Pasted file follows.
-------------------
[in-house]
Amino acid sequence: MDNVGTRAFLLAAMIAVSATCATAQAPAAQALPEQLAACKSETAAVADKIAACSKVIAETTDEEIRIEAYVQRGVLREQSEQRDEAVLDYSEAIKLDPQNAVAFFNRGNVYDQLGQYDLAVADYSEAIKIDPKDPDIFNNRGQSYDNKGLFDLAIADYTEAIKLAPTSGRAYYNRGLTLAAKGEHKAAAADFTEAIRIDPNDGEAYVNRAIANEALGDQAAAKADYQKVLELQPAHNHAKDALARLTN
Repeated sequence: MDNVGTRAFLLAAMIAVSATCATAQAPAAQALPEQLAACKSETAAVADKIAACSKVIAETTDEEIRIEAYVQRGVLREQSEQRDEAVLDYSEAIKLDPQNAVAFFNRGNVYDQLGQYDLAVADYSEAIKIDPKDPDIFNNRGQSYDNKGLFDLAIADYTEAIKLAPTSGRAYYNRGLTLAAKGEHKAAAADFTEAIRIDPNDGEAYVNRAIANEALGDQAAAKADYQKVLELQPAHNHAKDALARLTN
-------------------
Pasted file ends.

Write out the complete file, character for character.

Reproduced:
[in-house]
Amino acid sequence: MDNVGTRAFLLAAMIAVSATCATAQAPAAQALPEQLAACKSETAAVADKIAACSKVIAETTDEEIRIEAYVQRGVLREQSEQRDEAVLDYSEAIKLDPQNAVAFFNRGNVYDQLGQYDLAVADYSEAIKIDPKDPDIFNNRGQSYDNKGLFDLAIADYTEAIKLAPTSGRAYYNRGLTLAAKGEHKAAAADFTEAIRIDPNDGEAYVNRAIANEALGDQAAAKADYQKVLELQPAHNHAKDALARLTN
Repeated sequence: MDNVGTRAFLLAAMIAVSATCATAQAPAAQALPEQLAACKSETAAVADKIAACSKVIAETTDEEIRIEAYVQRGVLREQSEQRDEAVLDYSEAIKLDPQNAVAFFNRGNVYDQLGQYDLAVADYSEAIKIDPKDPDIFNNRGQSYDNKGLFDLAIADYTEAIKLAPTSGRAYYNRGLTLAAKGEHKAAAADFTEAIRIDPNDGEAYVNRAIANEALGDQAAAKADYQKVLELQPAHNHAKDALARLTN